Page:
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when a recipe calls for thick cream what is it?

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  • when a recipe calls for thick cream what is it?


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Answer #1 | 20/12 2013 05:51
It's whipping cream.
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Answer #2 | 20/12 2013 05:53
It's not the same. It should be labeled "thick cream" or "thickened cream" it's closest to whipping cream, but, as the name sugests, it's thicker. You can find it in the supermarket in the same section as cream and sour cream usually. Thickened cream is usually used in things like scones.
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Answer #3 | 20/12 2013 07:41
In most recipes the terms thick and heavy cream are used interchangeably. Heavy cream and heavy whipping cream has more than 36% milkfat, while whipping cream may have less than 30%. Heavy cream and heavy whipping cream are the same thing. It just doesn't make sense for dairies to put it into two different containers. "Thickened cream" however is cream that has been thickened via another agent. I have never seen it for sale in the US. Read this threadhttp://www.cookingjunkies.com/rec-food-cooking/what-thickened-cream-58930.html and you will find a recipe for making "Thickened Cream" (which sounds like it is basically sour cream, or cream cheese!).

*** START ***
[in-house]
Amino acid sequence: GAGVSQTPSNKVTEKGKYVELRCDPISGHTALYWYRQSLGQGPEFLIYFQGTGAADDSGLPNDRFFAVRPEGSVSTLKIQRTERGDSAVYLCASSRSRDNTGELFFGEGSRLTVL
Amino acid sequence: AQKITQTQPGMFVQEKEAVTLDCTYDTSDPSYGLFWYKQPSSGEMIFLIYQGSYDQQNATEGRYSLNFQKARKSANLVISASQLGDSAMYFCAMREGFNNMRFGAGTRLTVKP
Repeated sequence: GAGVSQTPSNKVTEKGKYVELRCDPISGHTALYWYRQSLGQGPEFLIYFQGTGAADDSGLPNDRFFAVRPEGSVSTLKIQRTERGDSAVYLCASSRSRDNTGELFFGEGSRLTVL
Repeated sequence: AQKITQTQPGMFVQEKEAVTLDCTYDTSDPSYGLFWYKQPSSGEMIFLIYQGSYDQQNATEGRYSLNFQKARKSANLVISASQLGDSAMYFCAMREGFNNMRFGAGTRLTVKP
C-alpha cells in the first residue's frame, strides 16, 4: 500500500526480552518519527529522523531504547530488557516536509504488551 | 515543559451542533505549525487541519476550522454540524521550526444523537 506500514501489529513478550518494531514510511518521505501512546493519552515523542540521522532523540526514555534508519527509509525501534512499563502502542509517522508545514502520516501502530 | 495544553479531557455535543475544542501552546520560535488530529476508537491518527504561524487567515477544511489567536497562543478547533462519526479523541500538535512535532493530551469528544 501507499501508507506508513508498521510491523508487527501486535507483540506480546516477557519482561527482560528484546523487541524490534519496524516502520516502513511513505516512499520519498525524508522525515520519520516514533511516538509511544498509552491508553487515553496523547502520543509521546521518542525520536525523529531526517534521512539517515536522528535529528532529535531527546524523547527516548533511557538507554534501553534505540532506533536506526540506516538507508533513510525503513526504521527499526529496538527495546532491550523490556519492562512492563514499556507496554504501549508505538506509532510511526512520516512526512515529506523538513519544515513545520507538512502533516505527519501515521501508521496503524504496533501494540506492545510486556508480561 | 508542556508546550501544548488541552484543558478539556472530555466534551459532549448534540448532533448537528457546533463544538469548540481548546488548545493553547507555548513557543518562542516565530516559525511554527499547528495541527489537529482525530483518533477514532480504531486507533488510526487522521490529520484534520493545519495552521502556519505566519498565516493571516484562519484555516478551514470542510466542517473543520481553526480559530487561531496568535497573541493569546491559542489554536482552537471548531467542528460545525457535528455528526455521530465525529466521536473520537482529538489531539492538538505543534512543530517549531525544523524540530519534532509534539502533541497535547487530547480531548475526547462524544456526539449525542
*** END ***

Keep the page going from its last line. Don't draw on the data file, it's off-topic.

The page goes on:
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Answer #4 | 20/12 2013 08:25
I have baked for a number of years, and when a recipe asks for thick cream I always try to use that, you have to whisk it, if its for a cake filling, and it's a lot tastier than whipping cream, which still has to be whisked to obtain the required consistency. But in saying this you can use either.
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Answer #5 | 20/12 2013 10:02
whipping, heavy, double, cream is thick! all the same product no matter what part of the world you are in. coffee cream, half n half, evaporated milk undiluted, are all the same product and half as thick and rich as the first or heavy cream. whole milk, diluted evap, are the same product and half as thick and rich as half n half. fat free, reduced fat, 2%, etc are all loaded with chemicals to make it look appetizing and white! It would be pale bluish if not treated with chemicals. It is the same richness and thickness as water.
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